Posted on February 6th, 2019 by | 3 Replies

I like playing alternate characters. In fact I play alts so much the concept of a “main” in my case is nebulous at best. Bouncing around between different characters with different playstyles and aesthetics keeps MMOs fresh for me.

My Jedi knight alt in Star Wars: The Old Republic

Yet always I’m left with the feeling that playing alts is a case of swimming against the current. It’s something nearly every game allows, but which very few actually encourage. It’s never been viewed as a valid playstyle worthy of its own content and systems in the way PvP or raiding might be.

And I ask: Why?

Why Alts Matter

In most games, playing an alt means repeating the same content, doing all the same grinds, and getting nothing to show for it. At best some games are now offering a certain degree of account-wide progression — such as how mounts in World of Warcraft and Elder Scrolls Online are shared across all your characters — but for the most part playing alts still means starting over from scratch, and there’s almost no reward for it.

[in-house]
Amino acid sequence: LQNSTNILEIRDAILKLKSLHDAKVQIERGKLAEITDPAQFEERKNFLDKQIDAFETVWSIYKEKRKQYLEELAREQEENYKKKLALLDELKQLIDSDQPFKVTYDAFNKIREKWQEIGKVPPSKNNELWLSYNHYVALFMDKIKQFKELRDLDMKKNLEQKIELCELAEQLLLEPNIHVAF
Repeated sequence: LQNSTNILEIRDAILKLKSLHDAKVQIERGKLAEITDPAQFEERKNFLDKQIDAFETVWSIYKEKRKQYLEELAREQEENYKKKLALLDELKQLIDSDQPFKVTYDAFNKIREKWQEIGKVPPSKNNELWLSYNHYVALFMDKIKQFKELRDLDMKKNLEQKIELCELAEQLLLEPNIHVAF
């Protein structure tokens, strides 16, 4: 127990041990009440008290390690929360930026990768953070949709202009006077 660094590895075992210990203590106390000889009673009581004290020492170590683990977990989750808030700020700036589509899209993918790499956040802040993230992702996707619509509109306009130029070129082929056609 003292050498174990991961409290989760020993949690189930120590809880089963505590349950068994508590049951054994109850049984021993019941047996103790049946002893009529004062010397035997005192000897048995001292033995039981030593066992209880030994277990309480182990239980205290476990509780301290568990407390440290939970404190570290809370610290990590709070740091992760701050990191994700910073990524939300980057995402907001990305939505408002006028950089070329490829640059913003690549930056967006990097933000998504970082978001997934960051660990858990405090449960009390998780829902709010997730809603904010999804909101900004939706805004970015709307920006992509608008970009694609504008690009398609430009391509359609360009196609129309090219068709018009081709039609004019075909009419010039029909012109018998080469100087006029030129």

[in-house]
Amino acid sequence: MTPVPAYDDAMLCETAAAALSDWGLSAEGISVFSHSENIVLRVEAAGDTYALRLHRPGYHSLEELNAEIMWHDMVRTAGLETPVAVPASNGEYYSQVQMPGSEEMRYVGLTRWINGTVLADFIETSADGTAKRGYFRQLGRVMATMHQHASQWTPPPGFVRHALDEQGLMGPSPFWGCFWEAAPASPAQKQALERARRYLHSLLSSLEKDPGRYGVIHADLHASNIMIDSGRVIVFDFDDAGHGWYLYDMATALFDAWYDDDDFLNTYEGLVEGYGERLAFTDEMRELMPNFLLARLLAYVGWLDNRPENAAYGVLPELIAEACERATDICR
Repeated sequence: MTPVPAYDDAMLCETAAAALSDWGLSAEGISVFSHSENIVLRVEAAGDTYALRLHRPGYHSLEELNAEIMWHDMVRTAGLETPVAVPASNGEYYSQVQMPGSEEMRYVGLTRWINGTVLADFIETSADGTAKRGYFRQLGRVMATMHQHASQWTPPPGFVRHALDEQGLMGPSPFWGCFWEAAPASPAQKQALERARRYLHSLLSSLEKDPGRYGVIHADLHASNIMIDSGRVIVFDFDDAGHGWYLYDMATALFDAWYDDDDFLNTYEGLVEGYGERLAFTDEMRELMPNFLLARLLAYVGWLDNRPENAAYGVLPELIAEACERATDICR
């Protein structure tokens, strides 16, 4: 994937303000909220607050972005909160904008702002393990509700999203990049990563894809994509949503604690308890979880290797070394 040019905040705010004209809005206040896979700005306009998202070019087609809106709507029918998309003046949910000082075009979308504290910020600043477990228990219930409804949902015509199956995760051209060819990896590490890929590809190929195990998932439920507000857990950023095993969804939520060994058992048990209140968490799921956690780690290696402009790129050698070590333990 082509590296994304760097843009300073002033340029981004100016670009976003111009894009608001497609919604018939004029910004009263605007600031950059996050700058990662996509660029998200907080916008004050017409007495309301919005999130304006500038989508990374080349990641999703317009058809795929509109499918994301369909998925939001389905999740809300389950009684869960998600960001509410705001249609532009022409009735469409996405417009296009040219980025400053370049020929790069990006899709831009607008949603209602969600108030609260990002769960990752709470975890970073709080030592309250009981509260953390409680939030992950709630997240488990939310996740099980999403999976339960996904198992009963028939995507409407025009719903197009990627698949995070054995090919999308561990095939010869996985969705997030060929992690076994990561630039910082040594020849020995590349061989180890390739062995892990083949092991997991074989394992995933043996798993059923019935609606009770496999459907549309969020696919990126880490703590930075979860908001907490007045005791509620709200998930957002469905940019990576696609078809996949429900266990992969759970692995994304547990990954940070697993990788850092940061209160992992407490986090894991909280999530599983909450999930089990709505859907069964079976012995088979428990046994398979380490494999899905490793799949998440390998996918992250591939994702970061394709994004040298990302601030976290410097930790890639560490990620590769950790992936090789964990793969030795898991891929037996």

Why must this be so? If you’re putting in two or three times more effort, why not get at least some reward for it?

I’d even argue that there is a certain degree of skill required to maintain a stable of alts. You need to not only learn all those disparate mechanics but remember them as you continue to swap between them. I have found this is a skill that can be improved with practice — I’ve played so many classes across so many games that I can now pick up new playstyles and rotations almost immediately.

Now, I’m not saying that alts requires more skill or is otherwise superior to other playstyles. But I think you can convincingly argue that it doesn’t deserve to be the red-headed stepchild developers seem to treat it as.

So how can we properly support alt players?

Alts as Endgame